God’s people were directed by this glorious presence and direction of the Lord. 

In all the travels of the Israelites, whenever the cloud lifted from above the tabernacle, they would set out;
but if the cloud did not lift, they did not set out—until the day it lifted. (Exodus 40:36-37)

In almost the last chapter of the Bible we hear about the New Jerusalem.  Here the “dwelling of God is with men.” (Rev 21:3)  This city shines “with the glory of God”.  Here is no temple in this city, because the Lord Almighty and the Lamb are its temple.  The city does not need the sun or the moon to shine on it, for the glory of God gives it light (21:22-23).

Then on Bethlehem’s field the glory of the Lord shone upon them.  The meaning of all of this is that God, through his Son, Jesus the Christ, would now dwell with his people.  The old covenant sealed by the sacrificial blood of bulls would now be fulfilled in another sacrifice – that of Jesus Christ. More than that:  This Christ will give a New Jerusalem – and God will dwell with his people forever.  That’s why the angels proclaimed:

Do not be afraid. I bring you good news of great joy that will be for all the people. Today in the town of David a Savior has been born to you; He is Christ the Lord. (Luke 2:10-11)

The peace which the angels announce is not the external and transient pax Romana; it is the peace which heals the estrangement between sinful men and a holy God.  The Christ is the Saviour. The baby to be named Jesus is the Saviour, the Messiah and the Lord.

8 He is Lord – not a mere baby in a crib.  Before Him people and peoples would bow in adoration and homage.  He is more than the Caesar.  He is the Son of the Living God.  Through Him God created the world, and by Him God saves the world.  He gives life, because He is life.  Without Him, life is not possible and life eternal is eternal torment and punishment.

8  He is Saviour, because the world is lost in sin and needs a Saviour sent by God to stand between Himself and lost mankind.  Christmas tells the story of salvation and redemption.  It tells the story of peace with God.

8  He is Messiah, the Christ, the anointed One sent by and from the Father.  He is the One who would crush the head of the serpent to fulfil the prophecies of the Old Testament so that we can become inheritors of the heavenly kingdom.

8  His kingdom is not from the world.  It includes this world, but it is not of this world. He is King over all kings, all those who claim to be Augustus, offering a human utopia.

8  Conclusion

The question is “Was there a need for peace in the time of the birth of Jesus?”  If they had about everything under Augustus, why then this peace?  Why would people today be bothered about peace, if we live in relative peace?  Why would people listen to the message of angels about the peace of Jesus Christ, if they have a government, and even a United Nations, who will secure peace?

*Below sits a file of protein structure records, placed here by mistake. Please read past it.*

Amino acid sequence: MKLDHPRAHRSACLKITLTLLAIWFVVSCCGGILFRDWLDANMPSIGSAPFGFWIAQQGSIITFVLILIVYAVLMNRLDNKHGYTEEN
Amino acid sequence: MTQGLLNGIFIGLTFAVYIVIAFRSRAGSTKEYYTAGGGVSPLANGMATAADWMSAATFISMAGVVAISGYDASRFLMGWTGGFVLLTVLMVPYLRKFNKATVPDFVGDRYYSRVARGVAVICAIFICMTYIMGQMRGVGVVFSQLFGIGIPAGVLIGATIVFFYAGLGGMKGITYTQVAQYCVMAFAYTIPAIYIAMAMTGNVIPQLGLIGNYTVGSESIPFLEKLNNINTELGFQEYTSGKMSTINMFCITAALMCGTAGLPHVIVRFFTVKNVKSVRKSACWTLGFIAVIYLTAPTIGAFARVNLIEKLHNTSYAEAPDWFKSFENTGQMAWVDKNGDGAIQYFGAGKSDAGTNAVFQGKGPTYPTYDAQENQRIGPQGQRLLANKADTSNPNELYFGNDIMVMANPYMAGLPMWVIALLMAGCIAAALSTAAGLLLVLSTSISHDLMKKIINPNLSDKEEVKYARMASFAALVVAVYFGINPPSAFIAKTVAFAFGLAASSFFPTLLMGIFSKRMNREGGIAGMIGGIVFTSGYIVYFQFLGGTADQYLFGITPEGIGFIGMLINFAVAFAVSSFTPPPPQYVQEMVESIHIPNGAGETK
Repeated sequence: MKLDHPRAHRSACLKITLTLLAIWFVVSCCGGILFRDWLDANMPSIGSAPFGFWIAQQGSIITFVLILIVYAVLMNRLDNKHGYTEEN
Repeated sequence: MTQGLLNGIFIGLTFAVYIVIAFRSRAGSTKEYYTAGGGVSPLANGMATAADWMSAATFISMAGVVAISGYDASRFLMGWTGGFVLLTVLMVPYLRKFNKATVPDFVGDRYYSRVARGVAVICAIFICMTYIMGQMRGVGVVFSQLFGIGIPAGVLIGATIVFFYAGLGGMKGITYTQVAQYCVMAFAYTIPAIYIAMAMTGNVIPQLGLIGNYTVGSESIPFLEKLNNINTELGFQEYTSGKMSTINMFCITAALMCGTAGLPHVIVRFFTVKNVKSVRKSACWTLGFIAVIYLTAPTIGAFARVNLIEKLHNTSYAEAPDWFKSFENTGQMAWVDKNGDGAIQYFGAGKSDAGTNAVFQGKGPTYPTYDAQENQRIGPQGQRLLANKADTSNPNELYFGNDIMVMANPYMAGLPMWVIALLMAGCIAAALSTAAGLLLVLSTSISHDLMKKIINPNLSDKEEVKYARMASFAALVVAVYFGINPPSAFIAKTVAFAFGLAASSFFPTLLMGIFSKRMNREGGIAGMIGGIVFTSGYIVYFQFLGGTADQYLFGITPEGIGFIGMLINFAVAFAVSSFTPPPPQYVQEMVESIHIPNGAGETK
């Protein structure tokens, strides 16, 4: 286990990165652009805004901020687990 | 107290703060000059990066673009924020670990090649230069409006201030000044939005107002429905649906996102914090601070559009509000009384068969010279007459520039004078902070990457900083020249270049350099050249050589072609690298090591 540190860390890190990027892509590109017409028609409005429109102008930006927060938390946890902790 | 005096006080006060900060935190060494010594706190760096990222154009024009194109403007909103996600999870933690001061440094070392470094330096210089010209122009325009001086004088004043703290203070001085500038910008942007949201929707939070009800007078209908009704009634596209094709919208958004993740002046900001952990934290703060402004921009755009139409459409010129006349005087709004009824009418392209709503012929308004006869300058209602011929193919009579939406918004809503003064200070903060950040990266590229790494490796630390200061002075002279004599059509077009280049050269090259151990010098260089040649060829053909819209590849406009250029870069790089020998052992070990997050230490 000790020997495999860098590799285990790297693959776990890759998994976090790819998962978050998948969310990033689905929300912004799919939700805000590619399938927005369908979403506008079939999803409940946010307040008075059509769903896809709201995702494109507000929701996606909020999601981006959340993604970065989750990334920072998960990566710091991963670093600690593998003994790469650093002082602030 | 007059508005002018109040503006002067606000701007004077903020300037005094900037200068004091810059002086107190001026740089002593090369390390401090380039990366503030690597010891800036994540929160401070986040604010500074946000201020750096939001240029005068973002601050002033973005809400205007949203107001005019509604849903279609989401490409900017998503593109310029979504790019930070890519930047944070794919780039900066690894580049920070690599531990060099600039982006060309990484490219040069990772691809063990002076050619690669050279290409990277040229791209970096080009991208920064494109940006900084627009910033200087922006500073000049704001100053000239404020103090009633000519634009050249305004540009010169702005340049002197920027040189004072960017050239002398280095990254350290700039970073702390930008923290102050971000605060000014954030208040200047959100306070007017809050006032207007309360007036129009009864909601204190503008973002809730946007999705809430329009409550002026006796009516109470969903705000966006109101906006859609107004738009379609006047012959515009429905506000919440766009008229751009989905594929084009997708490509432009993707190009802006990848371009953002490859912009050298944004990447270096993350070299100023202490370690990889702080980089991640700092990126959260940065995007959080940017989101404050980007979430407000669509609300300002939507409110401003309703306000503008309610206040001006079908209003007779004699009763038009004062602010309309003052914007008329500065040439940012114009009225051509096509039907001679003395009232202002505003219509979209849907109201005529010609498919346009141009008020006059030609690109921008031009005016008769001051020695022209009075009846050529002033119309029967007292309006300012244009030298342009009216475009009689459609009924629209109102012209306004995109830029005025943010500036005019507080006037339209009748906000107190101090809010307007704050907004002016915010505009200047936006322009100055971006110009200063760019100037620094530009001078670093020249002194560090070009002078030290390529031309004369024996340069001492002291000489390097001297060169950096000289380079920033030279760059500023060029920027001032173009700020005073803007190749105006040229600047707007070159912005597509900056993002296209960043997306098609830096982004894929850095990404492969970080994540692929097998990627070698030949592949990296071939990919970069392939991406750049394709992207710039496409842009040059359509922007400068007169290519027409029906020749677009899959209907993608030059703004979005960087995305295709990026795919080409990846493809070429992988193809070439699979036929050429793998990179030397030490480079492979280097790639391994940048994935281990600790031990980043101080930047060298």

Let’s keep the following in mind:

8  Because all heaven and earth are God's creation, and because man is created in God's image, God is the great and inescapable fact; the knowledge of God is indisputable knowledge. When men in unrighteousness or injustice suppress or deny that knowledge, they cannot evade the necessity of God, and so they declare or create new gods in their image, or in terms of their imagination (Rom. 1:18-25). The most powerful, and most deadly, of these new or false gods has, through the centuries, been the state. The state, as a false god, claims total jurisdiction, and it declares itself sovereign or god: Caesar August did that, and the people were willing to worship him as god.

Men, denying the true God, cannot escape having a god, and the modern state is the great Baal (or Lord) of modern man. The cry of modem man is a political cry, "O Baal, hear us" and save us (I Kings 18:26).

8 The Message of Christmas is the message of two kings:  Augustus (or a worldly god), the peacemaker, or Jesus Christ, Ruler of rulers, the Saviour of sins sent by God.  Either one, but not both.

The peace of Christ is peace because He saves from sins and curse.  The peace of this world is perhaps the absence of war, but it is not everlasting.

Praise God for the birth of his Son. Amen.


Hymn No 178:                            “O bless the Lord, the God of Israel” Tune 168)


The LORD bless you and keep you; the LORD make his face shine upon you and be gracious to you; the LORD turn his face toward you and give you peace. (Numbers 6:24-26)

Threefold “Amen”